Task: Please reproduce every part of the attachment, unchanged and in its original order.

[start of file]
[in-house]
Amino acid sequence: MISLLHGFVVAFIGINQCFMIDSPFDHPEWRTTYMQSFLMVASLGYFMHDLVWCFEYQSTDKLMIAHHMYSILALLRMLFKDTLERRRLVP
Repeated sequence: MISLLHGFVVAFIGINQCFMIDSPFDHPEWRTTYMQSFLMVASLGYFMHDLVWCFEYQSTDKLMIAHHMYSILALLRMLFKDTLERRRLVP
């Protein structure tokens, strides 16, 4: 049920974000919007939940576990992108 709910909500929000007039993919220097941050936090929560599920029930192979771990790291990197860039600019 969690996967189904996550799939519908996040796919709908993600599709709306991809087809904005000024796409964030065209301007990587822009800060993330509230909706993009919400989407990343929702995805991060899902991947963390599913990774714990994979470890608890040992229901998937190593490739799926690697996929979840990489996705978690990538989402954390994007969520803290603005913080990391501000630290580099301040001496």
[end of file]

[in-house]
Amino acid sequence: MISLLHGFVVAFIGINQCFMIDSPFDHPEWRTTYMQSFLMVASLGYFMHDLVWCFEYQSTDKLMIAHHMYSILALLRMLFKDTLERRRLVP
Repeated sequence: MISLLHGFVVAFIGINQCFMIDSPFDHPEWRTTYMQSFLMVASLGYFMHDLVWCFEYQSTDKLMIAHHMYSILALLRMLFKDTLERRRLVP
């Protein structure tokens, strides 16, 4: 049920974000919007939940576990992108 709910909500929000007039993919220097941050936090929560599920029930192979771990790291990197860039600019 969690996967189904996550799939519908996040796919709908993600599709709306991809087809904005000024796409964030065209301007990587822009800060993330509230909706993009919400989407990343929702995805991060899902991947963390599913990774714990994979470890608890040992229901998937190593490739799926690697996929979840990489996705978690990538989402954390994007969520803290603005913080990391501000630290580099301040001496």